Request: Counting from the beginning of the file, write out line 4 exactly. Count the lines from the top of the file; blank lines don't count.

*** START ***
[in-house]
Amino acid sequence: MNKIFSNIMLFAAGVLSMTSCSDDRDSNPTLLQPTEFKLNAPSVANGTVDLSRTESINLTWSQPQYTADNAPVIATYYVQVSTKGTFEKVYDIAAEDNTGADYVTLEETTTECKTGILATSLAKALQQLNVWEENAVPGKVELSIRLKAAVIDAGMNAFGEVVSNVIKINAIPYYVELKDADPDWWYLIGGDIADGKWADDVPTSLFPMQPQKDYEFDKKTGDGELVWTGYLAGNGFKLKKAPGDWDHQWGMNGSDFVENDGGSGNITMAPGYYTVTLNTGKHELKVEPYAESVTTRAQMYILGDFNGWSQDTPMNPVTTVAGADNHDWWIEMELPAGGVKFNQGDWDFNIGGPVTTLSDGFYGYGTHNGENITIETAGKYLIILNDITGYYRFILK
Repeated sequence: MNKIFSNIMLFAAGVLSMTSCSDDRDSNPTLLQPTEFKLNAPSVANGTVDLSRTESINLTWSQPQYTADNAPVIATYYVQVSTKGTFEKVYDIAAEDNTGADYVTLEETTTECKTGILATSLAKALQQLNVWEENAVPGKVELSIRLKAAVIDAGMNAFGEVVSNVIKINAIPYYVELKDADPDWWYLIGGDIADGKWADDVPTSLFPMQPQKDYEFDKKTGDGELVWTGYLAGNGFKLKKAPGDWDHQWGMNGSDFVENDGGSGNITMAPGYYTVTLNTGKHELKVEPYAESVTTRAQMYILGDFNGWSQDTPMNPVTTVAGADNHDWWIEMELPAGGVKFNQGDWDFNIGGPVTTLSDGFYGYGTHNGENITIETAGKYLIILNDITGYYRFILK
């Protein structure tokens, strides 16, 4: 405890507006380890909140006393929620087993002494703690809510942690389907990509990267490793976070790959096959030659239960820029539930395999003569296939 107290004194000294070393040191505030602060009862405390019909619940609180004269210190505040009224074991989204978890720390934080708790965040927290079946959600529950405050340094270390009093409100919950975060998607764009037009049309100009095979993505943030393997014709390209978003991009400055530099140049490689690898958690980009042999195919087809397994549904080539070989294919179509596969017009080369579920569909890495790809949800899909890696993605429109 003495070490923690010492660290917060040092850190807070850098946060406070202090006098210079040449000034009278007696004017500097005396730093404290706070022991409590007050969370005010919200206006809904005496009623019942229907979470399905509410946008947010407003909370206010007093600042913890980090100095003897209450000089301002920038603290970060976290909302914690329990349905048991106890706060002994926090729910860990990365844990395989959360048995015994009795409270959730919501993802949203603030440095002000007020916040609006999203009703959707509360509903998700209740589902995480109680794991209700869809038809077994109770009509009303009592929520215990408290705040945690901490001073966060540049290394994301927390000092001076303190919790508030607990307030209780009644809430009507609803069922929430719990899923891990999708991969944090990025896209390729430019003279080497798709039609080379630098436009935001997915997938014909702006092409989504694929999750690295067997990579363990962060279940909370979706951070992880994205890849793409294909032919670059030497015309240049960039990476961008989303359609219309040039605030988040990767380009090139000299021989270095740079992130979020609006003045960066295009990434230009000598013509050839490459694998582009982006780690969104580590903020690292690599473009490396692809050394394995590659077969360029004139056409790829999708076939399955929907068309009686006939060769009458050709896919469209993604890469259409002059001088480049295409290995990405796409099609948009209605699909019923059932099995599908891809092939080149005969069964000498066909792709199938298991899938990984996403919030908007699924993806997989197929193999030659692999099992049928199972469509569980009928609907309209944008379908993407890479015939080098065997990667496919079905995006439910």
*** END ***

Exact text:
């Protein structure tokens, strides 16, 4: 405890507006380890909140006393929620087993002494703690809510942690389907990509990267490793976070790959096959030659239960820029539930395999003569296939 107290004194000294070393040191505030602060009862405390019909619940609180004269210190505040009224074991989204978890720390934080708790965040927290079946959600529950405050340094270390009093409100919950975060998607764009037009049309100009095979993505943030393997014709390209978003991009400055530099140049490689690898958690980009042999195919087809397994549904080539070989294919179509596969017009080369579920569909890495790809949800899909890696993605429109 003495070490923690010492660290917060040092850190807070850098946060406070202090006098210079040449000034009278007696004017500097005396730093404290706070022991409590007050969370005010919200206006809904005496009623019942229907979470399905509410946008947010407003909370206010007093600042913890980090100095003897209450000089301002920038603290970060976290909302914690329990349905048991106890706060002994926090729910860990990365844990395989959360048995015994009795409270959730919501993802949203603030440095002000007020916040609006999203009703959707509360509903998700209740589902995480109680794991209700869809038809077994109770009509009303009592929520215990408290705040945690901490001073966060540049290394994301927390000092001076303190919790508030607990307030209780009644809430009507609803069922929430719990899923891990999708991969944090990025896209390729430019003279080497798709039609080379630098436009935001997915997938014909702006092409989504694929999750690295067997990579363990962060279940909370979706951070992880994205890849793409294909032919670059030497015309240049960039990476961008989303359609219309040039605030988040990767380009090139000299021989270095740079992130979020609006003045960066295009990434230009000598013509050839490459694998582009982006780690969104580590903020690292690599473009490396692809050394394995590659077969360029004139056409790829999708076939399955929907068309009686006939060769009458050709896919469209993604890469259409002059001088480049295409290995990405796409099609948009209605699909019923059932099995599908891809092939080149005969069964000498066909792709199938298991899938990984996403919030908007699924993806997989197929193999030659692999099992049928199972469509569980009928609907309209944008379908993407890479015939080098065997990667496919079905995006439910």